I'll admit that I haven't looked up other implementations of Conway's Game of Life for this coding session. That's because I wanted to try to figure things out and then optimize as needed.
There are a lot of nasty conditionals here. The method takes the X-Y coordinates of the current cell. Then it has nested "for" loops to go through the cells to the left, right, top, bottom, and diagonals. It does this by subtracting 1 and adding 1 to the current position.
But we have a problem. These "for" loops will hit the current cell. We want to skip this, which is why we check for "i == 0 && j == 0".
The next trick is that we need to make sure that the neighbor cell is still on the grid. So we check to make sure that the X-Y values are greater than 0 and less than 5 (our current grid size).
Once we've validated that we're looking at a cell that is a neighbor of the current cell and not off the grid, we check to see if it is alive. If so, we increment our liveNeighbors count. Then we just return the total when we're done.
This completes the implementation of our grid. We'll make a few adjustments to it so that we can have an arbitrary size, but this is enough for us to hook this up to a UI.
Creating a Console UI
We're going to start out pretty simple: we're just going to hook up a console application to our grid. This will output the cell state as dots or Os. To create this, I just added a new project to our solution called "Conway.ConsoleUI". As you might imagine, this is a console application. Then we just need to add a reference to our Conway.Library project.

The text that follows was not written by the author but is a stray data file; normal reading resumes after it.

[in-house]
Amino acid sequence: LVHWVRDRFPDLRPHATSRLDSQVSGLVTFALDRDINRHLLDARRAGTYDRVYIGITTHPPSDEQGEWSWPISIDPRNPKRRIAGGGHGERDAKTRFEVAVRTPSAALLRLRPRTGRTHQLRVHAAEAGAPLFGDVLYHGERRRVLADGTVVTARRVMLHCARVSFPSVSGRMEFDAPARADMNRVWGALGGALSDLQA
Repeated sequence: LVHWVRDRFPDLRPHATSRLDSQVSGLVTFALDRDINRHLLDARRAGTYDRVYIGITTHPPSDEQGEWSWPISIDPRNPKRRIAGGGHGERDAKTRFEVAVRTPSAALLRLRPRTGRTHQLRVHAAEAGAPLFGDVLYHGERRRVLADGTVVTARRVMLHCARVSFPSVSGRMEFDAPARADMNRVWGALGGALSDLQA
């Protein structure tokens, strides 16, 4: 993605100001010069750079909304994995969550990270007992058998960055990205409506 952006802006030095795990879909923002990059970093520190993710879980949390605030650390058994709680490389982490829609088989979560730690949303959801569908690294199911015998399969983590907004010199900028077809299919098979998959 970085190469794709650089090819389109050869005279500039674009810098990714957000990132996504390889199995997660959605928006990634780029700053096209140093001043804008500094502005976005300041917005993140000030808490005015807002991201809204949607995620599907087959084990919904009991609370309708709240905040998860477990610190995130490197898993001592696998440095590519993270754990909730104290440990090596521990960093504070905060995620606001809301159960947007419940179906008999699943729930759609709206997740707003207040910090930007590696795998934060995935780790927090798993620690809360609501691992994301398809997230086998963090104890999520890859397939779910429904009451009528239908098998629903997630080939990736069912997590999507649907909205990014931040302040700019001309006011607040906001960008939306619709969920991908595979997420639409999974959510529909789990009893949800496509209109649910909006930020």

Here's our console application:
After that, we show the grid (and we'll see this method in just a bit). Then we have a while loop hooked up so that we can update the grid every time we press the Enter key.
Here's how we show the grid:
I was able to get away with not using nested "for" loops. This is because we don't care about the position of the cells, we just need to print them out. We're going to output a character for each cell, and then we just need to put in a line break when we reach the end of the row.
I did brute force this. The "x" variable keeps track of our current column. When we reach the end, I reset "x" and then output a line break.
Up to this point, we really don't know if anything will work. Let's run the application to see what we get:
And when we press "Enter":
And if we keep pressing "Enter", we'll see these states alternate. That's good. This is a "Blinker" (Conway's Patterns).
Arbitrary Grid Size
Our next step will be to allow for an arbitrary grid size. This isn't all that difficult. For our LifeGrid class, we just need to add some field to hold the state. Then we update anywhere we have a "5" to the appropriate field.